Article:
“We had a lot of conversations about her going to Liberty because she’s had a hard time with it. She loves West and she loves the kids at West,” said West High Assistant Principal and Mayra’s husband Luke DeVries. “And obviously the administrative team at West,” he joked.

The couple met while working at the same school in Texas, so they’ve been working together for years. “Every once in a while I’ll give her a hard time about it, but I told her from the beginning that I’m supportive of what she wanted to do,” he said.

One of the things that makes the move hard is leaving the people she’s connected with at West.

“I told her I was gonna barricade the door,” said Travis Henderson, a social studies teacher. He’s excited for DeVries’ new position but sad to lose his colleague next year.

The teachers became friends this year when DeVries’ classroom was moved across the hall from Henderson’s. They both have seventh period open, and during those free 50 minutes, the two would unwind in her classroom as the day came to a close.

She has a really positive energy that is very magnetic, I think for kids but also for other teachers. Whenever I need a big dose of positivity, I just go over there and I feel better.”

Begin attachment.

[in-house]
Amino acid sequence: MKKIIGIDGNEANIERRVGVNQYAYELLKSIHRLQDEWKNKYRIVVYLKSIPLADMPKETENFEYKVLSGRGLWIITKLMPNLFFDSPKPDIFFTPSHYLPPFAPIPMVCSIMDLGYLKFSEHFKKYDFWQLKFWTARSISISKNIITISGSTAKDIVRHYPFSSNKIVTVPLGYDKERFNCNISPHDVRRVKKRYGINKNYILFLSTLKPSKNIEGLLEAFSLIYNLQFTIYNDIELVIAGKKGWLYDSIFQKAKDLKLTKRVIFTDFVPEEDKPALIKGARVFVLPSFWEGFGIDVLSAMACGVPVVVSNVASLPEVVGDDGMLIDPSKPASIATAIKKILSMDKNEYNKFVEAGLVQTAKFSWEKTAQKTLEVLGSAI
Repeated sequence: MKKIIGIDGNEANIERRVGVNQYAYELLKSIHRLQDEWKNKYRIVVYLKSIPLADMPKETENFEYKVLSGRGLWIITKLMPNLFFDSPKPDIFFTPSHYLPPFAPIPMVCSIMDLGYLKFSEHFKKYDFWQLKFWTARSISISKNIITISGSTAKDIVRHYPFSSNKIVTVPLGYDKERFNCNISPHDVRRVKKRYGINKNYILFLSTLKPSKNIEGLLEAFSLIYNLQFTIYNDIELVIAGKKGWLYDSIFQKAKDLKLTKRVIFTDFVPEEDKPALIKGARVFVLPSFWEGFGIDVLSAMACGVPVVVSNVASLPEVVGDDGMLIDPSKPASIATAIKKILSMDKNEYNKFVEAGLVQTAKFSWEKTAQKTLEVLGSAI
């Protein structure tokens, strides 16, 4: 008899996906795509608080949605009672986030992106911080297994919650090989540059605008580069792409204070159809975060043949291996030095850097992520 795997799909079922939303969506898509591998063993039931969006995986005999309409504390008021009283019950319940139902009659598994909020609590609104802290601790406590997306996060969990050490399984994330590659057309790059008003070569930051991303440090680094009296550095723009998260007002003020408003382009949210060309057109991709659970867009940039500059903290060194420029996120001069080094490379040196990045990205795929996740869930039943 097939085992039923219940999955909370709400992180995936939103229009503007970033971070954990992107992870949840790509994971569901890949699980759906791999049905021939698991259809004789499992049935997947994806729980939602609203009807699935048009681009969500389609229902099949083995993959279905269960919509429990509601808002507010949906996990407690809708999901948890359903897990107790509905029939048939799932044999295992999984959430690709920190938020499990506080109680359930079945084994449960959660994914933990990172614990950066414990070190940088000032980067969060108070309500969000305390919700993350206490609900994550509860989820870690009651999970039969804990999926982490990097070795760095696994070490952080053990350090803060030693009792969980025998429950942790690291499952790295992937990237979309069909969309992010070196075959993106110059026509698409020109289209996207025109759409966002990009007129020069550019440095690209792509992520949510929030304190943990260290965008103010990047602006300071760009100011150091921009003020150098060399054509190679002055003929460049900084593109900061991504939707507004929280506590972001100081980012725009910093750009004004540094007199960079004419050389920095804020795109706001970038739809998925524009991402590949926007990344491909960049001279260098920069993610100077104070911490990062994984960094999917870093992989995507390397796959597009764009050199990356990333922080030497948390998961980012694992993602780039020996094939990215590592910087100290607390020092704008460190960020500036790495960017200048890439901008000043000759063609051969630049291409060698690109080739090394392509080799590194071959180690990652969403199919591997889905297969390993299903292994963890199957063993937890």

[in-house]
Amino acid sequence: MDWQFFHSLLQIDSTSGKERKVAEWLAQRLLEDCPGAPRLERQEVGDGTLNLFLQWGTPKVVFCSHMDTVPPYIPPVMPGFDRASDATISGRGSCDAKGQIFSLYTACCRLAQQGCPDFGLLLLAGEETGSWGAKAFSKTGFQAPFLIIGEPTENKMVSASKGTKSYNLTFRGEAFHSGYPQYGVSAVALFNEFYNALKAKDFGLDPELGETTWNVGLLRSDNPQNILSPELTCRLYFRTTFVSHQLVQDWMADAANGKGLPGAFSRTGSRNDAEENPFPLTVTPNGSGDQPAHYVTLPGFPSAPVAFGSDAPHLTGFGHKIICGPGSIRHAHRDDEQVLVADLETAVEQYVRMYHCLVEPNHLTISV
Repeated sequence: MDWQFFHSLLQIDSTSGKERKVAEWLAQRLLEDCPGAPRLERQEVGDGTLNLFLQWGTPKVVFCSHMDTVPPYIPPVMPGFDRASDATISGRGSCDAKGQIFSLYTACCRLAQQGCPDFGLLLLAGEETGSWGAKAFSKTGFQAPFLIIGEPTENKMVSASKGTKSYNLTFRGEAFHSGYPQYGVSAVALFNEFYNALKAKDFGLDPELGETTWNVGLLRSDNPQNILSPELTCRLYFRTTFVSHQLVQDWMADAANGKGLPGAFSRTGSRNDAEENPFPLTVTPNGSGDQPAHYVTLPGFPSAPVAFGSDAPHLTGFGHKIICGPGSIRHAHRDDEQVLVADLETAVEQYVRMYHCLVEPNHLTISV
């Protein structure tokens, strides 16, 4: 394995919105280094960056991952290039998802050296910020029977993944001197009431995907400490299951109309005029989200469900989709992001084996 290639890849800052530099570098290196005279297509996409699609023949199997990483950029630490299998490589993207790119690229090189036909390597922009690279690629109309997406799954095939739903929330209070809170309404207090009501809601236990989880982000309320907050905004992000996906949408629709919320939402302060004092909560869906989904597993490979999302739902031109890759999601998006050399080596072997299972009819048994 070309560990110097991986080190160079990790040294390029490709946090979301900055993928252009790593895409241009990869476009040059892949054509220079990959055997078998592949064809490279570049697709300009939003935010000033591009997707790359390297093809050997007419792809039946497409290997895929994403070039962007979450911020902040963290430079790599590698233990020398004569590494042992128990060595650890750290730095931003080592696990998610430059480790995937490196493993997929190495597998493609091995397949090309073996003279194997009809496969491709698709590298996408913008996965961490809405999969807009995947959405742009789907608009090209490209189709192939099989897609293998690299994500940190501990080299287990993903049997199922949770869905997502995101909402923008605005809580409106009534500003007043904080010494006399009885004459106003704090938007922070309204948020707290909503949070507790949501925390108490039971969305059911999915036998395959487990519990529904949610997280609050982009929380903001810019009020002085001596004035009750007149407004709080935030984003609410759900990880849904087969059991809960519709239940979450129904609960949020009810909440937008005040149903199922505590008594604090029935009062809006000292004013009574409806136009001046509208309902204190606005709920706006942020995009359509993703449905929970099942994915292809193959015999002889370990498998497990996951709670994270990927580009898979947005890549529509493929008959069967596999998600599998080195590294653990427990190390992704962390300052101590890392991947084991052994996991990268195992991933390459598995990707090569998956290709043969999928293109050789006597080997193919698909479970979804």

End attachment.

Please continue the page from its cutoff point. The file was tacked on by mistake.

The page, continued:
— Travis Henderson

“She has a really positive energy that is very magnetic, I think for kids but also for other teachers. Whenever I need a big dose of positivity, I just go over there and I feel better.”

Henderson isn’t the only one who benefits from DeVries’ positive demeanor. For Keshawn Shaw ’19, DeVries is someone he can confide in about anything. She was there for him one particularly difficult day this past winter when his grandma had walking pneumonia. DeVries let him spend that day working in her room and talking with her.

In addition to providing emotional support, she has helped Shaw find scholarship opportunities and encouraged him to participate in PALs next year, which he plans on doing.

Devries will be bringing the PALs program that she created at West to Liberty, and the West PALs program will be taught by Kerri Barnhouse.

“I’ll still be teaching a section of PALs, but then I will probably be helping students more one-on-one individually with further planning and stuff like that,” DeVries said. “Hopefully I’ll help with building school culture and a sense of community … I feel like I’ll be more included in conversations to that effect.”

The balance of being a counselor and a teacher is an aspect of the job DeVries looks forward to. In a private office, she will help students with future planning, but will have a whole group of students to teach in a more open setting as well.

“It will keep me in touch with what’s happening … I do plan to be a really visible counselor out in the halls and greeting students because I want them to know who I am so that they can come seek me out for any situation that might arise [if] they need help.”

DeVries’ main goal is to make a positive impact on the students.

“I just believe wholeheartedly that kids are our greatest resource and I … feel like investing that time and helping kids grow and just making a difference in our youth is really impactful.”

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Building connections across the district